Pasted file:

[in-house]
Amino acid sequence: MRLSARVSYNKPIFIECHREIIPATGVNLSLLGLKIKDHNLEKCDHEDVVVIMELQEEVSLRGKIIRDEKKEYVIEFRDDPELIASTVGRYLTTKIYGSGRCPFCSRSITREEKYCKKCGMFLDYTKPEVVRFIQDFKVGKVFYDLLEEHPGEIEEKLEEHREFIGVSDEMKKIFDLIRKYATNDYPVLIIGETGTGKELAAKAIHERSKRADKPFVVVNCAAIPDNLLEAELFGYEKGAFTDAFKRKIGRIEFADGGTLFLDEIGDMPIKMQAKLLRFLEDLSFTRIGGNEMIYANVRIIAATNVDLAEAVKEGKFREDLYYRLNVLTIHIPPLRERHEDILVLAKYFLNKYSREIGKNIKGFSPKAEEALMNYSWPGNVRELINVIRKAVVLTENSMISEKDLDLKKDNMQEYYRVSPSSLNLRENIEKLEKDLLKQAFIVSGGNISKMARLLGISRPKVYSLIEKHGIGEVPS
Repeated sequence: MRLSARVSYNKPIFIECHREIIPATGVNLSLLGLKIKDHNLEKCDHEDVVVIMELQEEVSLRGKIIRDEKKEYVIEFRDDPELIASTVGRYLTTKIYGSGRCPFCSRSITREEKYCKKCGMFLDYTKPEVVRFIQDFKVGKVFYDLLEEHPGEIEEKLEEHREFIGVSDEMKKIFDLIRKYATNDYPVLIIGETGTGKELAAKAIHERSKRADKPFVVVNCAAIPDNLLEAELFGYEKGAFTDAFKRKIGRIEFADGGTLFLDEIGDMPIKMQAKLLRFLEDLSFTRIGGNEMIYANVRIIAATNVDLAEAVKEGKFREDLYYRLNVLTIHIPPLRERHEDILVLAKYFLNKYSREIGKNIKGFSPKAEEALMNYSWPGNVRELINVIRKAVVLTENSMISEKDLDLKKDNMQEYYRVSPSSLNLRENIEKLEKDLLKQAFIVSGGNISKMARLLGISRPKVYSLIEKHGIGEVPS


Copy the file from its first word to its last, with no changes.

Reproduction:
[in-house]
Amino acid sequence: MRLSARVSYNKPIFIECHREIIPATGVNLSLLGLKIKDHNLEKCDHEDVVVIMELQEEVSLRGKIIRDEKKEYVIEFRDDPELIASTVGRYLTTKIYGSGRCPFCSRSITREEKYCKKCGMFLDYTKPEVVRFIQDFKVGKVFYDLLEEHPGEIEEKLEEHREFIGVSDEMKKIFDLIRKYATNDYPVLIIGETGTGKELAAKAIHERSKRADKPFVVVNCAAIPDNLLEAELFGYEKGAFTDAFKRKIGRIEFADGGTLFLDEIGDMPIKMQAKLLRFLEDLSFTRIGGNEMIYANVRIIAATNVDLAEAVKEGKFREDLYYRLNVLTIHIPPLRERHEDILVLAKYFLNKYSREIGKNIKGFSPKAEEALMNYSWPGNVRELINVIRKAVVLTENSMISEKDLDLKKDNMQEYYRVSPSSLNLRENIEKLEKDLLKQAFIVSGGNISKMARLLGISRPKVYSLIEKHGIGEVPS
Repeated sequence: MRLSARVSYNKPIFIECHREIIPATGVNLSLLGLKIKDHNLEKCDHEDVVVIMELQEEVSLRGKIIRDEKKEYVIEFRDDPELIASTVGRYLTTKIYGSGRCPFCSRSITREEKYCKKCGMFLDYTKPEVVRFIQDFKVGKVFYDLLEEHPGEIEEKLEEHREFIGVSDEMKKIFDLIRKYATNDYPVLIIGETGTGKELAAKAIHERSKRADKPFVVVNCAAIPDNLLEAELFGYEKGAFTDAFKRKIGRIEFADGGTLFLDEIGDMPIKMQAKLLRFLEDLSFTRIGGNEMIYANVRIIAATNVDLAEAVKEGKFREDLYYRLNVLTIHIPPLRERHEDILVLAKYFLNKYSREIGKNIKGFSPKAEEALMNYSWPGNVRELINVIRKAVVLTENSMISEKDLDLKKDNMQEYYRVSPSSLNLRENIEKLEKDLLKQAFIVSGGNISKMARLLGISRPKVYSLIEKHGIGEVPS